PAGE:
Lessons learned from green infrastructure project experience in developing code requirements and community engagement

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Seattle's decade of experience installing Green Infrastructure (GI) projects has provided a substantial knowledge base. Two key areas of growth will be discussed: 1) Key policy issues in the …

Seattle's decade of experience installing Green Infrastructure (GI) projects has provided a substantial knowledge base. Two key areas of growth will be discussed: 1) Key policy issues in the development of the Seattle's Stormwater Code requirement for use of GI to the “maximum extent feasible” for projects on private property and right-of-way, and 2) public engagement success, failures, and proposed approach in moving forward in installing GI in public and private places, including a look at using GI to assist with combined sewer overflows.

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  • Preliminary - Subject to Revision Sounding Board Meeting 1, Version 3
  • Attorney-Client Work Product October 17, 2008 High Level CSO Assessment
  • Attorney-Client Work Product October 17, 2008 High Level CSO Assessment
  • Attorney-Client Work Product October 17, 2008 High Level CSO Assessment
  • Get out into the community early, ideally a minimum of two years before project design meetings begin, and often. Introduce the problem you are trying to solve, before you present the solution.
  • Sounding Board Meeting Jan 25, 2011


  • 1. CWAA ― Urban Water Sustainability Leadership Conference October 4, 2011 Lessons Learned from Green Infrastructure (GI) Project Experience in Developing Code Requirements and Community Engagement
  • 2. Overview
    • Seattle and Seattle’s Green Infrastructure (GI) Program
    • GI in the Right-of-Way
    • Public Involvement to Maximize Success
    • Strategies for Multiple Benefits
  • 3. Presented by: Nancy Ahern, Deputy Director, Seattle Public Utilities Seattle Public Utilities and Seattle’s Green Infrastructure Program
  • 4.
    • Water Supply
  • 5.
    • Manage Solid Waste
  • 6.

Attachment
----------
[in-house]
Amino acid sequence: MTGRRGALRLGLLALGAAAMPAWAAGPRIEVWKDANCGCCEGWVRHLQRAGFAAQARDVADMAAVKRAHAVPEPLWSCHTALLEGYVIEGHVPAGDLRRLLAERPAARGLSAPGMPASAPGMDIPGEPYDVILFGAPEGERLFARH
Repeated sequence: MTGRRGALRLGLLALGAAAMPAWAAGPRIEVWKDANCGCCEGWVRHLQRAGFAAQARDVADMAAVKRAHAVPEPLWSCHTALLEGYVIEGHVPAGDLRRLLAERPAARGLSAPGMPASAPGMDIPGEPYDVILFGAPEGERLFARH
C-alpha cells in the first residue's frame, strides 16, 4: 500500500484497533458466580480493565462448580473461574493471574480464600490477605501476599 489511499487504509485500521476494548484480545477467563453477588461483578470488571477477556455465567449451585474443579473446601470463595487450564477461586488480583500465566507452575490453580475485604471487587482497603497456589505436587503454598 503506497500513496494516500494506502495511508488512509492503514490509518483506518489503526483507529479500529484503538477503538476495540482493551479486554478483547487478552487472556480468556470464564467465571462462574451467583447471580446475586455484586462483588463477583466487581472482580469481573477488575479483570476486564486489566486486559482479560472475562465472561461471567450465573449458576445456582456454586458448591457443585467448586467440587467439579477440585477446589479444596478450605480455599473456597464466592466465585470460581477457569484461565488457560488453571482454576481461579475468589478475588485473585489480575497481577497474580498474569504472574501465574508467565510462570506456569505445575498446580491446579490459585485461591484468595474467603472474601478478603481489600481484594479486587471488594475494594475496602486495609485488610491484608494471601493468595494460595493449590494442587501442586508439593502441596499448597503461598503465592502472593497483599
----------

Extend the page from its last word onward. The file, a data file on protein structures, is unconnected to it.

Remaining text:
• Urban Drainage and Wastewater
  • 7. Seattle’s Drainage and Wastewater System
    • System Drivers:
      • Combined Sewer Overflow (CSO) and Stormwater Permit Compliance
      • Sediment cleanup
      • Urban flooding
      • Water quality
      • Creek habitat
      • Climate change
  • 8. Green Stormwater Infrastructure
    • Integrating into Capital and O&M Programs
      • Analyzed cost/performance of parcel and ROW based strategies
      • Used that analysis in planning
      • Have retrofit 232-acres of Seattle’s creek watersheds to date
    • Incorporation into Code
      • New development must use GI
    • Incorporation into Rate Structure
      • Rate credits for impervious area managed
  • 9. Why Include GI in the Urban Drainage Strategy?
    • Citizen interest:
      • Alternative for right-of-way improvements for informal areas
      • Reducing environmental impacts on Seattle’s receiving water bodies
    • Providing ratepayers cost-effective solutions that maximize social and environmental benefits
    • Helps toward other City goals
      • 2030 Challenge
      • Seattle reLeaf
  • 10. Natural Drainage Systems Building GI Experience and Knowledge Project Project Drainage Area SEA Street #1 2.3 acres NW 110 th Cascade 28 acres Broadview Green Grid 32 acres Pinehurst Green Grid 49 acres High Point 129 acres
  • 11. SPU CSO System
    • 90 permitted CSO outfalls
      • 37 CSO outfalls do not meet CSO requirements
    • 35 CSO storage facilities (8.1 MG)
    • 100-200 million gallons CSO discharged annually
    • About 200 CSO discharge events annually
    • Integration with King County
  • 12. History Sets Context for CSO Control May 4, 2010 - Meeting No. 1
  • 13. CSO Control Approaches CSO Control Relative Cost Range per gallon
    • Green Stormwater Infrastructure
    $2.50 to $22
    • System Retrofits
    $1 to $2
    • Infiltration/Inflow
    $30 to $32
    • Flow Transfer
    site specific
    • Wet Weather Storage
    $12 to $40
    • Wet Weather Treatment
    $8 to $25
  • 14. CSO Reduction: Leading with Green
    • Private parcels: RainWise
    • Alleys: Retrofitted with permeable pavement
    • Roadways: Retrofitted with roadside rain gardens
    Photos Courtesy of T. Tackett (SPU)
  • 15. CSO Compliance with Anticipated Consent Decree Big Pipe Photo Solutions Grey Green
  • 16. Presented by: Tracy Tackett, Green Stormwater Infrastructure Program Manager, Seattle Public Utilities GI in the Right-of-Way
  • 17. Public Rights-of-Ways and Roadside Rain Gardens
  • 18. Potential Seattle & King County Joint GI Implementation Potential Right-of-way Bioretention or Permeable Pavement Seattle CSO Basins King County CSO Basins City Boundary *All KC and SPU uncontrolled basins are under consideration for RainWise
  • 19. Green is Not Always the Silver Bullet
  • 20. Public Sensitivities to Roadside Rain Gardens
    • Reduction in parking availability
    • Perceived safety issues
    • Change in neighborhood aesthetics
    • Resistance to any changes
    • O&M concerns
  • 21. Raingardens not exactly to scale. Parking: How big is a Rain Garden?
  • 22. Policy: Is Participation Voluntary vs. Mandatory?